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Officials Say Rare Type Of Snail on Central Coast Doing Well; Removal From Endangered List Proposed

Officials are proposing the removal of the Morro shoulderband snail from the federal Endangered Species List, because its recovery has been going so well.

Officials with a federal agency say the population of a rare type of snail only found on the Central Coast is doing well enough that it can be removed from the federal Endangered Species list.  U.S. Fish and Wildlife Service officials are proposing reclassifying the Morro shoulderband snail as threatened.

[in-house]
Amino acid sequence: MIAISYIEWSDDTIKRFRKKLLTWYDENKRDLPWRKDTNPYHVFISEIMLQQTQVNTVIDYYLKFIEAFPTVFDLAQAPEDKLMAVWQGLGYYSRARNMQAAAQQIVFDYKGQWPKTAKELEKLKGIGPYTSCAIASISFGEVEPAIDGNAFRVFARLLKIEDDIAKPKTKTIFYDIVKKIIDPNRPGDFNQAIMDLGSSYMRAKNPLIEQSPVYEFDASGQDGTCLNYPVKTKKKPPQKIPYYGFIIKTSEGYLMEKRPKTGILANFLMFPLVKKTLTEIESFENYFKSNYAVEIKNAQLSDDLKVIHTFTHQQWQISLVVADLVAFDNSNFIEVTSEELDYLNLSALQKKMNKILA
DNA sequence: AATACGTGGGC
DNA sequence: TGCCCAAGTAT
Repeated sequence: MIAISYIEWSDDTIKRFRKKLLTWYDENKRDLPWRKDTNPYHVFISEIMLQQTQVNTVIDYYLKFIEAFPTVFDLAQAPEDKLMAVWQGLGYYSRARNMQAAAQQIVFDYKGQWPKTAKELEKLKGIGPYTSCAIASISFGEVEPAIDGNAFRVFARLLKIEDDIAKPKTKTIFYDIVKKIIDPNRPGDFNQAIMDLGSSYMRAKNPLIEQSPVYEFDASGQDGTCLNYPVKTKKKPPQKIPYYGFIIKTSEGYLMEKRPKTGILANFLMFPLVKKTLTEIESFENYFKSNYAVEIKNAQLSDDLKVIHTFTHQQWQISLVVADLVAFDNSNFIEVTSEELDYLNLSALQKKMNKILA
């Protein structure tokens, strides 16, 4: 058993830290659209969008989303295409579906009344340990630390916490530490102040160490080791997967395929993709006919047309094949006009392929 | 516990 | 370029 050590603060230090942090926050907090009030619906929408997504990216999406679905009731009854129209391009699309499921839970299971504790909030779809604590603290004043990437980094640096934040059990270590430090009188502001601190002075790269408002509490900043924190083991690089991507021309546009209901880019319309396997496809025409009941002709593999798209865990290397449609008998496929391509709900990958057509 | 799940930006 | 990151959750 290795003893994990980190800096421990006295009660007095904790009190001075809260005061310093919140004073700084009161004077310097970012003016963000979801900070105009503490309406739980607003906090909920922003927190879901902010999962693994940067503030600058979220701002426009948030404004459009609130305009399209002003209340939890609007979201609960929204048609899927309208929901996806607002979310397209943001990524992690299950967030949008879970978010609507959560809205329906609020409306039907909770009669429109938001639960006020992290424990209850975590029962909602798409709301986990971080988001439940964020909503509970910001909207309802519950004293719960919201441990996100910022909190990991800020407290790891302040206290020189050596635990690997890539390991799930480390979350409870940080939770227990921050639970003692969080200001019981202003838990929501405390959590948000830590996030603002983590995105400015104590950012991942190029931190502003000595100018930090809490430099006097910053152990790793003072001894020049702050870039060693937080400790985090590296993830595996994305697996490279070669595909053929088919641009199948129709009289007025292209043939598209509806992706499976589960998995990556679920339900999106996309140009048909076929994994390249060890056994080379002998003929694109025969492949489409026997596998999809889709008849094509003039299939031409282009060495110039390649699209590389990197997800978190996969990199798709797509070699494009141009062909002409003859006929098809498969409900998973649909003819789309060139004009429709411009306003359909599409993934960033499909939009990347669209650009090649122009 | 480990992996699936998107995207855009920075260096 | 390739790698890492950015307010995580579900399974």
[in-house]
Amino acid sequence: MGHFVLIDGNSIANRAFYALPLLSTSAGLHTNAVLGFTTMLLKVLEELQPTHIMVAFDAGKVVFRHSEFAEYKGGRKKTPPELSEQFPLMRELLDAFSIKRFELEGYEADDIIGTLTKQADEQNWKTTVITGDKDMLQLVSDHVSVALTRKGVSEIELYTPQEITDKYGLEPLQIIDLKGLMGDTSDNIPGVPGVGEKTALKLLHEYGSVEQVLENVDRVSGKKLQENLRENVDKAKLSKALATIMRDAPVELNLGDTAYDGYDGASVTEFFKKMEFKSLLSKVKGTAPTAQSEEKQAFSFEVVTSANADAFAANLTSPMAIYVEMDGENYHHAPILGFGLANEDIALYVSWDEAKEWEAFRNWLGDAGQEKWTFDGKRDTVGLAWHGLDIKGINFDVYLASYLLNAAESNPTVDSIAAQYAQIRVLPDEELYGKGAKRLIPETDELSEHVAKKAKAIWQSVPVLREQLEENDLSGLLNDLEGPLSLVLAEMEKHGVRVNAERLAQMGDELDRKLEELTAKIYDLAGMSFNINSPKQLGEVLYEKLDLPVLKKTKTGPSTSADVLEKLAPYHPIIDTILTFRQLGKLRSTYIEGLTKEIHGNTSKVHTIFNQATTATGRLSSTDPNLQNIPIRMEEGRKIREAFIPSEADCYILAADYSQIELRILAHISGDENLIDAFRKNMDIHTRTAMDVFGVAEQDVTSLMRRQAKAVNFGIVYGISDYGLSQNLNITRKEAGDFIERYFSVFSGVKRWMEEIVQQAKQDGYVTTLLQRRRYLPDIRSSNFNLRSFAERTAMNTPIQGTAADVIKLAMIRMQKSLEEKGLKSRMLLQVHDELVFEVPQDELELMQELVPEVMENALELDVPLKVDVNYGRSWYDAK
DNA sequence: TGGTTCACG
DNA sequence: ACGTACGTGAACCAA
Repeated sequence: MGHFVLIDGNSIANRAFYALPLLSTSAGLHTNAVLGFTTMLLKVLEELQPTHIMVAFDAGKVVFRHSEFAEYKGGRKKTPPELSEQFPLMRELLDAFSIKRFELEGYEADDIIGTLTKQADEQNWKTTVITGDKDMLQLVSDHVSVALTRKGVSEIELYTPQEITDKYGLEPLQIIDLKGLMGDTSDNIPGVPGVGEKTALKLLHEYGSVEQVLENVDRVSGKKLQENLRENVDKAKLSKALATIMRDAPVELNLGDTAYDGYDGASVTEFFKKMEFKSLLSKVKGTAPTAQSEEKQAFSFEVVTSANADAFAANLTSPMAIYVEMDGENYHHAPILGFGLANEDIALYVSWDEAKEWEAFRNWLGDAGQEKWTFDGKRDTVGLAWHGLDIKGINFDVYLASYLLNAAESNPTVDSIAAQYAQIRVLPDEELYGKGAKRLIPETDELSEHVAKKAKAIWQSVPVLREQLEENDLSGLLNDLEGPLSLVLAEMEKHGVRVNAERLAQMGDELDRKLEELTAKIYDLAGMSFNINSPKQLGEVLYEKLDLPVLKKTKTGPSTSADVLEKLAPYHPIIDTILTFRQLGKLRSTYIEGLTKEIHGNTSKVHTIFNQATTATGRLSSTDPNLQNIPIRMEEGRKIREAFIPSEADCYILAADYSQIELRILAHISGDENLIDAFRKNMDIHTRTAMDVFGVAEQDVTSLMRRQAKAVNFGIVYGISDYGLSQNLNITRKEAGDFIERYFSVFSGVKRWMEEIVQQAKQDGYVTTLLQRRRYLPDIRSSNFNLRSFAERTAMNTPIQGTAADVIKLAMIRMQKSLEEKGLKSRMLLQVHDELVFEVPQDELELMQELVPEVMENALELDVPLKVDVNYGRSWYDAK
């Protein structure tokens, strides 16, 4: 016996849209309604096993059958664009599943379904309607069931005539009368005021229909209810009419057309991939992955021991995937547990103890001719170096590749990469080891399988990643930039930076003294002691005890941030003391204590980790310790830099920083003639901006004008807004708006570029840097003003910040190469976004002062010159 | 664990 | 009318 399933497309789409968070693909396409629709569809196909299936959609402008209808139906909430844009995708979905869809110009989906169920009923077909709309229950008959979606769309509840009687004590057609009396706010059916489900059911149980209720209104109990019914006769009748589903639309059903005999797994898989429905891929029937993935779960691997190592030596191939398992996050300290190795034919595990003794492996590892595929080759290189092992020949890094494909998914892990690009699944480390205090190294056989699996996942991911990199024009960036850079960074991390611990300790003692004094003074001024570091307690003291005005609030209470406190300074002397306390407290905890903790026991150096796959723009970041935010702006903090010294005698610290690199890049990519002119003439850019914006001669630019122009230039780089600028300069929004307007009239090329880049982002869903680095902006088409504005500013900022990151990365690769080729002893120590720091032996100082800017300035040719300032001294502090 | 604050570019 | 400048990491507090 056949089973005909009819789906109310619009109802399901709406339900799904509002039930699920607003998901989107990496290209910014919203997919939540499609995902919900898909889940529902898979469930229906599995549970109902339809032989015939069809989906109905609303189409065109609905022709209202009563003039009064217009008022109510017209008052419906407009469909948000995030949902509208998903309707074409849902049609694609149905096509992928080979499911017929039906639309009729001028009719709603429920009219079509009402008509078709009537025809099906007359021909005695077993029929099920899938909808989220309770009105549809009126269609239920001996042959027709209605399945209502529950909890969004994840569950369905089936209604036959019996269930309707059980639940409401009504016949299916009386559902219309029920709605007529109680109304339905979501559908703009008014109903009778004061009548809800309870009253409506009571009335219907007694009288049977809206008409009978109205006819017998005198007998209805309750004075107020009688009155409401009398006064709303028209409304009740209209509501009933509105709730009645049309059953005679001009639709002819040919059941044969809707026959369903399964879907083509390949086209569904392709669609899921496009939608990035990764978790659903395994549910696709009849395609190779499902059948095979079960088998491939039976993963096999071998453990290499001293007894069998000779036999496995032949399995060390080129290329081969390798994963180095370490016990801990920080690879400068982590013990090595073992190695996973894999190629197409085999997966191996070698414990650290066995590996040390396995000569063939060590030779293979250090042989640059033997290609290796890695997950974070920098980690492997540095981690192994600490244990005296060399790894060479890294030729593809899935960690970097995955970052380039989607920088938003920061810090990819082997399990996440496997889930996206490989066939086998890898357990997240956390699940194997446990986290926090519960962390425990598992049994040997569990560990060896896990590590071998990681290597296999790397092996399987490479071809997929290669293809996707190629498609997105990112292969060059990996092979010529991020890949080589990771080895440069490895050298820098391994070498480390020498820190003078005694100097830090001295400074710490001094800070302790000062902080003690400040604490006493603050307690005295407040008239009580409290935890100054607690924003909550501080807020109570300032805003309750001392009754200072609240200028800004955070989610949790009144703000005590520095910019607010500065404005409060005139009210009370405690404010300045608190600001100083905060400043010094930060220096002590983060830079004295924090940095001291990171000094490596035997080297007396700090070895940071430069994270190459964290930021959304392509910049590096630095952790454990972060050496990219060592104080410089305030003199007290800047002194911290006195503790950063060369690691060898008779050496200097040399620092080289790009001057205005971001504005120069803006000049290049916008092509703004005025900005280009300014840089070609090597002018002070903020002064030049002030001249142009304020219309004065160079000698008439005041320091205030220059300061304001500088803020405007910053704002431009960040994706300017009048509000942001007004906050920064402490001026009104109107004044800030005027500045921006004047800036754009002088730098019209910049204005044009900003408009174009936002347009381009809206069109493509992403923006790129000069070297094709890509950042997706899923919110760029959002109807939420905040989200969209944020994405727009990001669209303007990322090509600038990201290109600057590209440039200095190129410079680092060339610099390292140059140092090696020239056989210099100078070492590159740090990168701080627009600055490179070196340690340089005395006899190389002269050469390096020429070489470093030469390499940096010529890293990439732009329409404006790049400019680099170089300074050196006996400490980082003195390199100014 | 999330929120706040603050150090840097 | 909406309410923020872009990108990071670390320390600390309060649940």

The tiny snails are usually smaller than the size of a quarter.  They feed on decaying plants, and spend most of their lives in a hibernation like condition.

They are only found on about 6500 acres of land in the Morro Bay and Los Osos areas. Officials say a number of habitat protection measures over the years have allowed the number of snails to expand from the hundreds into the thousands. 

The proposed change in status would still provides some protections.  But, it would also allow activities which could help the species like habitat restoration efforts, as well as brush fire hazard reduction work.

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